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February 25, 2012

Charlotte Bobcats' trade exception could come in handy

I have a wide-ranging interview in Sunday’s Observer with Charlotte Bobcats president of basketball operations Rod Higgins and general manager Rich Cho. One of the things they emphasize in that interview is they don’t intend to do anything panic-driven or short-sighted to make the team cosmetically better between now and the Mar. 15 trade deadline.

            That doesn’t mean the Bobcats would necessarily sit out the trade deadline, which comes a month later than usual due to the lockout delaying the season. The Bobcats would certainly listen to a deal that would send them an asset (a draft pick or a young player) in return for another team or teams borrowing some of their salary-cap flexibility.

            The Oklahoma City Thunder often did that sort of deal when Cho was with that organization. Here’s how such a deal could work, concerning the Bobcats:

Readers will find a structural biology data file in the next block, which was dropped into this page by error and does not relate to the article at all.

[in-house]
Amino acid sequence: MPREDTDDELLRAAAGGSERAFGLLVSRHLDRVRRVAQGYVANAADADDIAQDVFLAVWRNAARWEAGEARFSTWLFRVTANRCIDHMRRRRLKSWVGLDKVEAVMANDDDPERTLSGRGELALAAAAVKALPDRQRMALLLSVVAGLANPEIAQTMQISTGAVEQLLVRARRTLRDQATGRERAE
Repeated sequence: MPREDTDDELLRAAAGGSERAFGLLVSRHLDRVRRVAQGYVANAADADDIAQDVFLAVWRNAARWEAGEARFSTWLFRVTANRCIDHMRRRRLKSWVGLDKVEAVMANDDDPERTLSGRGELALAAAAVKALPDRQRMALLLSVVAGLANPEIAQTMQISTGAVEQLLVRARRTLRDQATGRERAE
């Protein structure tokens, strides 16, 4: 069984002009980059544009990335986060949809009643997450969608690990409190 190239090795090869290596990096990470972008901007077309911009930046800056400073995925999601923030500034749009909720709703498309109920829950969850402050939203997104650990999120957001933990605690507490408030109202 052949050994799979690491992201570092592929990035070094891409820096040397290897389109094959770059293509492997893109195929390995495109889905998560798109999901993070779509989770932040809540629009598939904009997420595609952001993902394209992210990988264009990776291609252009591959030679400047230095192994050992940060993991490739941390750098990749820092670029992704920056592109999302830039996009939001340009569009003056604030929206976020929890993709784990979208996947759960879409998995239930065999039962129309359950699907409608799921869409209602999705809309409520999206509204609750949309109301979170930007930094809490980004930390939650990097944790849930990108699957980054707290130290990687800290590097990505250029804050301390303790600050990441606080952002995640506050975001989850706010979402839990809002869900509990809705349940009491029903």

The Bobcats created a $3.5 million trade exception – Shaun Livingston’s salary this season – when they included Livingston’s salary in the June deal that brought the No. 7 pick and Corey Maggette to the Bobcats. That trade exception expires on June 23, a year removed from the day Livingston was dealt to Milwaukee.

            That means the Bobcats could acquire a player with a salary comparable to or smaller than Livingston’s without sending a salary to the other team. The Bobcats’ current payroll is just under the $58 million salary cap, so they’re more than $12 million below a payroll requiring them to pay luxury tax.

            All that’s important this way: Say there’s a team looking to get below the luxury-tax number. (By my count, seven teams are currently above the $70.3 million tax threshold.) Maybe they’d be willing to send a first-round pick to the Bobcats in return for parking a veteran salary on the Bobcats’ payroll. Such a team could even compensate the Bobcats, up to $3 million, for what remains of that veteran’s salary.

            Or say there are two teams that want to make a trade that doesn’t quite conform to cap rules. But that deal would work if a third team would absorb up to $3.5 million in salary. The Bobcats could facilitate that deal in return for some sort of compensation, like a draft pick.

            By my count, the Bobcats are one of just eight NBA teams under the salary cap. I’m thinking that Livingston trade exception could be pretty handy, as they look to pick up an extra draft pick.